The author calls on academic medical centers that serve urban communities to go beyond the traditional mission of patient care, teaching, and research by accepting responsibility to build community-based care systems that are capable of improving the health of underserved populations within their reach. The experience of Montefiore Medical Center in the Bronx, New York, is presented to illustrate the nature, scope, and complexity of the undertaking that is required. Eight initiatives are described: expanding the primary care network, creating The Children's Hospital at Montefiore and the Child Health Network, responding to the needs of other high-risk populations, integrating the network with health information technology, using care-management systems to improve quality, reinforcing ethical allocation of resources, building teaching and research into the network, and preserving community vitality. The author believes that the current health care environment offers opportunities that may help to stimulate change in the direction of community-based systems. Managed care provides financial incentives to academic centers that are willing to accept risk and responsibly manage the care of a defined community, and advanced information technologies can support them in that endeavor. The author concludes that for academic medical centers with the proper systems in place, accepting responsibility for the community is not only the right thing to do, it is the strategic thing to do.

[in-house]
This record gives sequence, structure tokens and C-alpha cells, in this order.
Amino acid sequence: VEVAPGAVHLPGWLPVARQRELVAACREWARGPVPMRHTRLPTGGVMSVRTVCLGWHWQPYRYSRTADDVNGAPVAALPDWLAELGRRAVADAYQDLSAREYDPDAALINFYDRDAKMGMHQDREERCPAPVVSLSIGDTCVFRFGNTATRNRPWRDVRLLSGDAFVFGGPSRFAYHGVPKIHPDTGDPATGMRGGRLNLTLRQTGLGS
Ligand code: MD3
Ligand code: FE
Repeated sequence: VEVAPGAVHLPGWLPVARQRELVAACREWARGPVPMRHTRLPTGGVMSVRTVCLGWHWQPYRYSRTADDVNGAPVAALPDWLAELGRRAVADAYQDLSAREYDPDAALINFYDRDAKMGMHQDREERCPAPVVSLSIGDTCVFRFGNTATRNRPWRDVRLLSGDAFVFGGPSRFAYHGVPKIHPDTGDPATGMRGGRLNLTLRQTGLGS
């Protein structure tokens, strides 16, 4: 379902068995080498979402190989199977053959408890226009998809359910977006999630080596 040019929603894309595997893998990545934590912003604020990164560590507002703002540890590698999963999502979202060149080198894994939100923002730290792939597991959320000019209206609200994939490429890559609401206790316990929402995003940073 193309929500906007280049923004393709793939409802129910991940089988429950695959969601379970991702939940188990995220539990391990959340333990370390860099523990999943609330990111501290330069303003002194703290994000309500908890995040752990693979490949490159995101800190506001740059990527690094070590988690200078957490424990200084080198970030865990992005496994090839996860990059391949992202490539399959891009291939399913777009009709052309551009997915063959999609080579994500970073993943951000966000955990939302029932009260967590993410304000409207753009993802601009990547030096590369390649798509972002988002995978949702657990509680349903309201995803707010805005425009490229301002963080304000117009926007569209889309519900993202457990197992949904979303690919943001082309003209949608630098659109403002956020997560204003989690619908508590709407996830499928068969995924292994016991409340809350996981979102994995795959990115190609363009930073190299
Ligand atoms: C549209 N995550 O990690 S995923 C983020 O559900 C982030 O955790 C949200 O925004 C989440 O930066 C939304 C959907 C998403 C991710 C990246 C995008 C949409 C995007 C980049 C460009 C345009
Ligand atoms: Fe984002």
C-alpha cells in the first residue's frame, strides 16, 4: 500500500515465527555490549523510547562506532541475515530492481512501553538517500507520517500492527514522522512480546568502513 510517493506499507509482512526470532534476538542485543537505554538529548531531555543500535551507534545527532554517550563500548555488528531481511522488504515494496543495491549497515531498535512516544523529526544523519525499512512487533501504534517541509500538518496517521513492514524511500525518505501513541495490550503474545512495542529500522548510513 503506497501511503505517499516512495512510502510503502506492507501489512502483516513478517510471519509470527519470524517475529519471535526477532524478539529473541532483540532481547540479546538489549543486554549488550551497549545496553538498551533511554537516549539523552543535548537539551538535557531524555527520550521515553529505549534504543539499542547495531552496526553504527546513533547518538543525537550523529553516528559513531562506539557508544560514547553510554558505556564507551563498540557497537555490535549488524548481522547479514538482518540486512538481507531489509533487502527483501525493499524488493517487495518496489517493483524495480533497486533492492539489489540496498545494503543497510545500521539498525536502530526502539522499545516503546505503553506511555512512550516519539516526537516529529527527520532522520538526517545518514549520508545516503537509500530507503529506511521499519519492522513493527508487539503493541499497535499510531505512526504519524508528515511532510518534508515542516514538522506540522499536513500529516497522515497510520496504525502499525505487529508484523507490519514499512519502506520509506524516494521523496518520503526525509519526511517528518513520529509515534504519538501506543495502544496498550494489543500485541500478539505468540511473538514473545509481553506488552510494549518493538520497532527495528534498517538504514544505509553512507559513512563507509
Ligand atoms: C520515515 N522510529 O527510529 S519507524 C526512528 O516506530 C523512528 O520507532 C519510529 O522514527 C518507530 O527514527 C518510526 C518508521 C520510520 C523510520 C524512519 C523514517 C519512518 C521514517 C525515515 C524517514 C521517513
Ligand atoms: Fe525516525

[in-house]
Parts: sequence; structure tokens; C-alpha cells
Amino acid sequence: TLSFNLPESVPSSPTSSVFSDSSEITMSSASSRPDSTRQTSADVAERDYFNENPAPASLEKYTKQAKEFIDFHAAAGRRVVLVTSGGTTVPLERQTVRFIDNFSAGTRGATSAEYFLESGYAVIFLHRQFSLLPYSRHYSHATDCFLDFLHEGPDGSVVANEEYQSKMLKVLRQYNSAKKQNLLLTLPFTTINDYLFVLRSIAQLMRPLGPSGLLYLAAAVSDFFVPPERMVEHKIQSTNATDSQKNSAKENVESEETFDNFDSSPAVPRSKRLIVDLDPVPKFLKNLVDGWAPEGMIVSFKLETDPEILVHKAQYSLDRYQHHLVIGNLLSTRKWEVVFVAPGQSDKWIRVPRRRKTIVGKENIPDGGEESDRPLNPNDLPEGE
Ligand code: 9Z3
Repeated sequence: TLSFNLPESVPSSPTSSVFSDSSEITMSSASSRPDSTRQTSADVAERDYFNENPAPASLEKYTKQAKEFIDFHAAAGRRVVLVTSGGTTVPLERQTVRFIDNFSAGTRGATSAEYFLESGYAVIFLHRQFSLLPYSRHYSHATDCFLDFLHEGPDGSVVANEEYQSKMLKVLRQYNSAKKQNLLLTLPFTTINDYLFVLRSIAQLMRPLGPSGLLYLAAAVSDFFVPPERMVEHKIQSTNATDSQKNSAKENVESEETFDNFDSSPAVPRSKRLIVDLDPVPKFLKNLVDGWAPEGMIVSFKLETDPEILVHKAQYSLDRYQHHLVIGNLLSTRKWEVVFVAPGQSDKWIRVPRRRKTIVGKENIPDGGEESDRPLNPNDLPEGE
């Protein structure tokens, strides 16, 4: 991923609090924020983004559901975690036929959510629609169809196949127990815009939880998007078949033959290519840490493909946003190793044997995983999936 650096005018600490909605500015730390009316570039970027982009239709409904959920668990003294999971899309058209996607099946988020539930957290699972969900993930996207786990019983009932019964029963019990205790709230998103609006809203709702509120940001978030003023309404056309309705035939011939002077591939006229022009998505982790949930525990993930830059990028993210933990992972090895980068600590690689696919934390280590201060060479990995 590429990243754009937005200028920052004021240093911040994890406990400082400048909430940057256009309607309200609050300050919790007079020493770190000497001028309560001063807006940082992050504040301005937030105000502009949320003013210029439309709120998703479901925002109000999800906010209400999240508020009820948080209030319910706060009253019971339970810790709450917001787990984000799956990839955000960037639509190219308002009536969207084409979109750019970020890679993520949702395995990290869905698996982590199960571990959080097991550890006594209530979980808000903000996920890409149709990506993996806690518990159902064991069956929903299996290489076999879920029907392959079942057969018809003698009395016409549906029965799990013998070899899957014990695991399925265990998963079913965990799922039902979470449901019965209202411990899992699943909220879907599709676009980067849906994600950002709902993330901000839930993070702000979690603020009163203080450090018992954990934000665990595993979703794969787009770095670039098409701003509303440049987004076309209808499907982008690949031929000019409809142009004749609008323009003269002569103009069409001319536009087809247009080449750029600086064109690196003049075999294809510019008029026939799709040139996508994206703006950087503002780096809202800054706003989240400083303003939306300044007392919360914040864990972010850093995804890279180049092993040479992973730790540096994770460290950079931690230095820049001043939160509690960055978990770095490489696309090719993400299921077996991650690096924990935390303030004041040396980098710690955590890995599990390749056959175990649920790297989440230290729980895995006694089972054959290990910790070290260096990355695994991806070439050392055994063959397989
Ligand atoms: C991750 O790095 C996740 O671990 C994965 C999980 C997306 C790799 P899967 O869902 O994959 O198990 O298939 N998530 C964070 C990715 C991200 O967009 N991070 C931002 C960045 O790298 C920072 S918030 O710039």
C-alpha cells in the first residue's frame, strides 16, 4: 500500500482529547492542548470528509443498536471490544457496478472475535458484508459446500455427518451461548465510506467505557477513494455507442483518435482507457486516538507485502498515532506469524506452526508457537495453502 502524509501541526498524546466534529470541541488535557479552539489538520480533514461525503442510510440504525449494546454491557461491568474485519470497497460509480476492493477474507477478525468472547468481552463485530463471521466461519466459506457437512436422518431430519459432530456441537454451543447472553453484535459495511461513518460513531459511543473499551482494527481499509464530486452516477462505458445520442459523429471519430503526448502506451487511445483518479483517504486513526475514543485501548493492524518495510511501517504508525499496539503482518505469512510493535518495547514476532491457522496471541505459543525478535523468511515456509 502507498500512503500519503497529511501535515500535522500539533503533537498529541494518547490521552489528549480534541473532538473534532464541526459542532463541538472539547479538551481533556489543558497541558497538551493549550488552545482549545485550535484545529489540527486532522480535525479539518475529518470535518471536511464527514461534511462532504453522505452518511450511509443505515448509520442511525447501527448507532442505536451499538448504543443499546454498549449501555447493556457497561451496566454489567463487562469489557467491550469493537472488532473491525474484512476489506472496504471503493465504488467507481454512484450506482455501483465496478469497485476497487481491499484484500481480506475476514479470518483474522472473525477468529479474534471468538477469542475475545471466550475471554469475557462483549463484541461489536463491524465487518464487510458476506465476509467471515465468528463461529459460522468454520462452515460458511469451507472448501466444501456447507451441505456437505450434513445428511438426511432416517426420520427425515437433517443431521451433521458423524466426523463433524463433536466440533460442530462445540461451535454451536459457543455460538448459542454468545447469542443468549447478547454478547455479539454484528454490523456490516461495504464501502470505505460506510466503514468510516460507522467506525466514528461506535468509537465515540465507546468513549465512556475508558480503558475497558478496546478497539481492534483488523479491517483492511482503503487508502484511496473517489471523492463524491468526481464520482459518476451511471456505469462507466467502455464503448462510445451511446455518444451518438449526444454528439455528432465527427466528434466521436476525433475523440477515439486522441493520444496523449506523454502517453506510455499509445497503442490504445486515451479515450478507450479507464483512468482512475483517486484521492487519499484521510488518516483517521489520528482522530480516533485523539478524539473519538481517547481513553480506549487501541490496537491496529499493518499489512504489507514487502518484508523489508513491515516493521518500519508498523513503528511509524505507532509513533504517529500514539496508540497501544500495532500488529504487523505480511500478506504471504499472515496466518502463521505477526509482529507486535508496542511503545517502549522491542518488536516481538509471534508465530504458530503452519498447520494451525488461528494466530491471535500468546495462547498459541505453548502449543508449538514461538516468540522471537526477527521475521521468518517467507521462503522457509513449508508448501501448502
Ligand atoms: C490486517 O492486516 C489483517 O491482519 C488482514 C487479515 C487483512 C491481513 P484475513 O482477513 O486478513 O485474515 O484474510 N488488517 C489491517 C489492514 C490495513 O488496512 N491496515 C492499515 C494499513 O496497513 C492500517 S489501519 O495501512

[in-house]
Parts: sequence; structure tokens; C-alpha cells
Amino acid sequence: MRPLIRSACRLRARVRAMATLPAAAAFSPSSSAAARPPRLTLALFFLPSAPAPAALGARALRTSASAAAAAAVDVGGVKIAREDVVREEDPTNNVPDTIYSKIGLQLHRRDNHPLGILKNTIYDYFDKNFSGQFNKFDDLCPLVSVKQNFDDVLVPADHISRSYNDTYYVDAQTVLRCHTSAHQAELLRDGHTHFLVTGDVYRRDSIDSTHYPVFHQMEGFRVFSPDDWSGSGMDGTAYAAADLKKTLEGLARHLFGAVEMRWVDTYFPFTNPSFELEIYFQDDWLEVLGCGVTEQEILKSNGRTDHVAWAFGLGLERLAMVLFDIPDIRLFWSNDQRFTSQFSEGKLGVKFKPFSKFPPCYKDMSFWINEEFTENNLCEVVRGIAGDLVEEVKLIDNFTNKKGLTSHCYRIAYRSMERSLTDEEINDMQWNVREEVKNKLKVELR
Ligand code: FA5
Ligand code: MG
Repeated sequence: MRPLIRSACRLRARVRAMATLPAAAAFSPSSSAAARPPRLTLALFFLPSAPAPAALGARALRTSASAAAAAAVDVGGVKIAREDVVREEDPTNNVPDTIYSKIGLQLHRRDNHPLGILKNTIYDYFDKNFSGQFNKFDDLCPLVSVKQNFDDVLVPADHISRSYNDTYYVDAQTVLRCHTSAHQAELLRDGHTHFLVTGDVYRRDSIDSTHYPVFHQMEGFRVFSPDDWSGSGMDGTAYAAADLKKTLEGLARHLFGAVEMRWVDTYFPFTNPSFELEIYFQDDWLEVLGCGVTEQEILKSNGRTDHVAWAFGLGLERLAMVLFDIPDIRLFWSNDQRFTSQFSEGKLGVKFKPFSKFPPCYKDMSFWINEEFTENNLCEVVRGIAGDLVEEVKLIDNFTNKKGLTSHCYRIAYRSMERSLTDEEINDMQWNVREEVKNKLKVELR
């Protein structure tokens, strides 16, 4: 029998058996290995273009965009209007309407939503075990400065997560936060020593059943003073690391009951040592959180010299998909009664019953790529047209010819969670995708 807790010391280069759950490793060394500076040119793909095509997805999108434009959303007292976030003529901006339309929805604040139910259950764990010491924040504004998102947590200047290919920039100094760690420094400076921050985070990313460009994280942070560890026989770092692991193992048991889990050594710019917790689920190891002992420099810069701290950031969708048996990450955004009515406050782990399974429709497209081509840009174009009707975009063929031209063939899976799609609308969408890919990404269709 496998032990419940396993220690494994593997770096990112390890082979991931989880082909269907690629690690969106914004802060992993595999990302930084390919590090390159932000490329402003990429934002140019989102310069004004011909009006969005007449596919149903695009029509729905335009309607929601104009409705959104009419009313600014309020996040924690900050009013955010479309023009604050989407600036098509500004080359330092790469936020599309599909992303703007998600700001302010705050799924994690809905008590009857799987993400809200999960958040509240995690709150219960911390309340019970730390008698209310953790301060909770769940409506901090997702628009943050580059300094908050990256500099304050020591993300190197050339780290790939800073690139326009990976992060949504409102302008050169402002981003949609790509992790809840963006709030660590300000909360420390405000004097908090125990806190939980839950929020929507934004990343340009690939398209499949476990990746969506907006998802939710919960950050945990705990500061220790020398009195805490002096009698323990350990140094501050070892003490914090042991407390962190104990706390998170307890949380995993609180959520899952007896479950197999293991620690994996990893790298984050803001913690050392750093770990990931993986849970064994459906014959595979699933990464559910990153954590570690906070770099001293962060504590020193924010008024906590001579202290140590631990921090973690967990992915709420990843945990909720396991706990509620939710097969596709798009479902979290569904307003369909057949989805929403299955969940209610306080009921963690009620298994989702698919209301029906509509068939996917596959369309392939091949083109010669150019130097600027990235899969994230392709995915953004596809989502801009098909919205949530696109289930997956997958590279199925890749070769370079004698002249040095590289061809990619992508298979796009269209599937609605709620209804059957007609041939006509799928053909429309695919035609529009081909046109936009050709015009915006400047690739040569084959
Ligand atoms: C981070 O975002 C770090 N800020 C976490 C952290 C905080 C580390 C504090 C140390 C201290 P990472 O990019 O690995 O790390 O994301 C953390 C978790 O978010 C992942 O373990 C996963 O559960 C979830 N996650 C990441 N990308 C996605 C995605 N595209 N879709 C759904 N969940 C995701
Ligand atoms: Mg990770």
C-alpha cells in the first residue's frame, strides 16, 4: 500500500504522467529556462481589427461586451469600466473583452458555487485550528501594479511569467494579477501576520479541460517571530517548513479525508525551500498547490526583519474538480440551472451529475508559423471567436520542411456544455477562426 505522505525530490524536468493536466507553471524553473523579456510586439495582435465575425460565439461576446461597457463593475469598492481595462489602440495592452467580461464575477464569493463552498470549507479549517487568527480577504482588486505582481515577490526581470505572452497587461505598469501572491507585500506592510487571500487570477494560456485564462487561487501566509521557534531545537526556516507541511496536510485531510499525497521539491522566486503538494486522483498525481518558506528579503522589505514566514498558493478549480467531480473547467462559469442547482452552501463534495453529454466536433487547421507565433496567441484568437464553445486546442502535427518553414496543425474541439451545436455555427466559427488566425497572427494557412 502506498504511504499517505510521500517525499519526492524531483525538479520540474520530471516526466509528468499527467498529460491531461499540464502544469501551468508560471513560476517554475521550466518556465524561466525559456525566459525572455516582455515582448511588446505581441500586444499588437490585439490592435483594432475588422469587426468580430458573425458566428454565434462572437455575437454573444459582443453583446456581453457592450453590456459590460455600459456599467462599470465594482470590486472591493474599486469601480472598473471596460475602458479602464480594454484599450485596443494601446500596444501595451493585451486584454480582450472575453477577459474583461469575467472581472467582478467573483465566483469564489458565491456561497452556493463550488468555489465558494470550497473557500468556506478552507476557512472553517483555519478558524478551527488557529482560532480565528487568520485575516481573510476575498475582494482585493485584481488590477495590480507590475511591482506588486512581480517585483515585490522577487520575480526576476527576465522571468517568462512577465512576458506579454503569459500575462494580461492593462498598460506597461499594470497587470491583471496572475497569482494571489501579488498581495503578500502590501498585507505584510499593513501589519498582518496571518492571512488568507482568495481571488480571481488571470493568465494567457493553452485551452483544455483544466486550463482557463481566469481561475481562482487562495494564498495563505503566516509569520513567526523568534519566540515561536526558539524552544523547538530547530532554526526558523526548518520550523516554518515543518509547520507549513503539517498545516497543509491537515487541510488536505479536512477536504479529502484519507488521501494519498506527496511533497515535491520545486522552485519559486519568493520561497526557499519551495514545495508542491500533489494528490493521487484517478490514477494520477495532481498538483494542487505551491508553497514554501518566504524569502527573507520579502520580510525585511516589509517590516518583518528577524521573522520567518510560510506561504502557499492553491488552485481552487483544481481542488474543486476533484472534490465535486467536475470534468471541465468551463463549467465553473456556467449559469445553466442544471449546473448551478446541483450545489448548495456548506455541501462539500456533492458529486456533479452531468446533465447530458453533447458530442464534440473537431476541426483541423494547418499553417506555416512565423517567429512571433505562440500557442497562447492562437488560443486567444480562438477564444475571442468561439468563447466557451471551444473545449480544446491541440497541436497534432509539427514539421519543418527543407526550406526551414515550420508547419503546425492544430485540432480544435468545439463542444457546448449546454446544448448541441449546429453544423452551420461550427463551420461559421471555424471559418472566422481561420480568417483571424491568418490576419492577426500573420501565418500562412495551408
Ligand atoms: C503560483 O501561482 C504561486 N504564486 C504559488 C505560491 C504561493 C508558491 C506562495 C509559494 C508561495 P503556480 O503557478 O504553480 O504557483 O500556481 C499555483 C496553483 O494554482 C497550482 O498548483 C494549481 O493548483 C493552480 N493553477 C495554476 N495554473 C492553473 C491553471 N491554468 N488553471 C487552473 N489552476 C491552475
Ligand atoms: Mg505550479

Dr. Foreman is president, Montefiore Medical Center, Bronx, New York.
Correspondence should be addressed to Dr. Foreman, Montefiore Medical Center, Office of the President, 111 East 210th Street, Bronx, NY 10467-2490.